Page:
Red Nose Day USA is Helping NCLR Promote Good Oral Health

Yesenia Chavez Medina with her 4-year old son, Miguel Angel, ready for his dental check-up at one of Clinicas de Salud del Pueblo’s dental clinics.

Yesenia Chavez Medina had just moved to Westmorland, Calif. when she attended a presentation on children’s oral health led by two community health workers (CHWs) from Clinicas de Salud del Pueblo (CDSDP)—a Federally Qualified Migrant Health Center in Brawley, Calif. Supported by Red Nose Day Fund in 2016, the health center is part of the National Council of La Raza’s Healthy and Ready for the Future initiative which provides a healthy start in oral health and early education for Latino children from migrant and seasonal farmworker families across rural America.

While the CHWs, Cecilia Cota and Ana Solorio, discussed the importance of taking care of children’s oral health, the message struck Yesenia to her core. She considered herself a responsible mom, diligent about her children having health insurance through Medi-Cal and a stable family life despite having to move around as a migrant farmworker. Yet, she realized she had neglected their teeth. She feared her youngest sons, Miguel Angel, 4, and Jose Luis, 11, had cavities because they “sometimes complained of pain in their mouth or had what looked like rotting teeth.” Yesenia spoke with Cecilia and Ana, who helped schedule appointments.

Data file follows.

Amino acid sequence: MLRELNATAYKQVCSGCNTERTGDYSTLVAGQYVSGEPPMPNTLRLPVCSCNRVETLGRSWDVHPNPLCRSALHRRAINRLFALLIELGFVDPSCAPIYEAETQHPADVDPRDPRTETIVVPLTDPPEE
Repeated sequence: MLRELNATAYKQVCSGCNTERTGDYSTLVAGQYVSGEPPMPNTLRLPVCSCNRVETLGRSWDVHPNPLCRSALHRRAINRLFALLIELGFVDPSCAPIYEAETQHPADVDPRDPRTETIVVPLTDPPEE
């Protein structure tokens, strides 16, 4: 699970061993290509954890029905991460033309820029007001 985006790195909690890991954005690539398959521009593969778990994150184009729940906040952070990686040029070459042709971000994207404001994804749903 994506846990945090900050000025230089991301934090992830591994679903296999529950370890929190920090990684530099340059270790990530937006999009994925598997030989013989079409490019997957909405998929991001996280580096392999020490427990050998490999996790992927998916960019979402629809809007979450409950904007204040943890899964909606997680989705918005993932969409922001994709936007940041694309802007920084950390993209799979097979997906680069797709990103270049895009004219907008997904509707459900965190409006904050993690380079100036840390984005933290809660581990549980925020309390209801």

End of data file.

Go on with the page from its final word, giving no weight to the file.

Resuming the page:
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Healthy and Ready for the Future – A Convening to Address Latino Children’s Oral Health in Rural America

NCLR’s Institute for Hispanic Health (IHH) recently hosted six Affiliates at a kick-off meeting for Healthy and Ready for the Future, an initiative aimed at improving the oral health of Latino children living in rural communities, especially those from migrant and seasonal farmworker families. NCLR is partnering with Affiliates that are either Federally Qualified Health Centers (FQHCs) or community-based organizations with Migrant and Seasonal Head Start (MSHS) programs. Our partners will build upon their work of linking children to a medical or dental “home”—such as primary health care or dental providers— that can provide ongoing care. Coming from California, Arizona, Texas, Florida, and Washington, the Affiliate partners have a wealth of experience serving low-income Latino children and families in rural areas.

MSHS programs provide an array of vital services to 34,000 children from migrant and seasonal farmworker families every year. FQHCs and Community Health Centers often serve as a medical and dental home for these children and strive to improve the health of underserved communities and vulnerable populations by providing access to quality care. Aside from increasing access to early oral health care for children, Healthy and Ready for the Future will launch a culturally sensitive, bilingual outreach and education campaign to boost awareness of how important it is for families to get early preventive oral health care and establish a dental home for their children.

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